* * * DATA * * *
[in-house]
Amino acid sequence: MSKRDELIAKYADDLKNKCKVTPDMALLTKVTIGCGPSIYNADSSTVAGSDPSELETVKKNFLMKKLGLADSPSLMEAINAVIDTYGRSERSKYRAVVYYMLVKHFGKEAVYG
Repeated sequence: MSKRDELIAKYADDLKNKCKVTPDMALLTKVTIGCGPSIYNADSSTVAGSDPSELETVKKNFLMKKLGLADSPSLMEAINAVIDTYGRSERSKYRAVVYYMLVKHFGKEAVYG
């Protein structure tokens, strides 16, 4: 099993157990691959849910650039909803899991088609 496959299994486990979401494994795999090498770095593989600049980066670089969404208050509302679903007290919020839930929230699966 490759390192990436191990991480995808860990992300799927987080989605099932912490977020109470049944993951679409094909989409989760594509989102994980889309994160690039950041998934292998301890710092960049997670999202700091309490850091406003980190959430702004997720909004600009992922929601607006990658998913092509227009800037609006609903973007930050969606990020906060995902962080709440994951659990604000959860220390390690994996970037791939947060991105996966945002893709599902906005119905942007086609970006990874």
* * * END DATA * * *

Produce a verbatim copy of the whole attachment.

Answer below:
[in-house]
Amino acid sequence: MSKRDELIAKYADDLKNKCKVTPDMALLTKVTIGCGPSIYNADSSTVAGSDPSELETVKKNFLMKKLGLADSPSLMEAINAVIDTYGRSERSKYRAVVYYMLVKHFGKEAVYG
Repeated sequence: MSKRDELIAKYADDLKNKCKVTPDMALLTKVTIGCGPSIYNADSSTVAGSDPSELETVKKNFLMKKLGLADSPSLMEAINAVIDTYGRSERSKYRAVVYYMLVKHFGKEAVYG
């Protein structure tokens, strides 16, 4: 099993157990691959849910650039909803899991088609 496959299994486990979401494994795999090498770095593989600049980066670089969404208050509302679903007290919020839930929230699966 490759390192990436191990991480995808860990992300799927987080989605099932912490977020109470049944993951679409094909989409989760594509989102994980889309994160690039950041998934292998301890710092960049997670999202700091309490850091406003980190959430702004997720909004600009992922929601607006990658998913092509227009800037609006609903973007930050969606990020906060995902962080709440994951659990604000959860220390390690994996970037791939947060991105996966945002893709599902906005119905942007086609970006990874």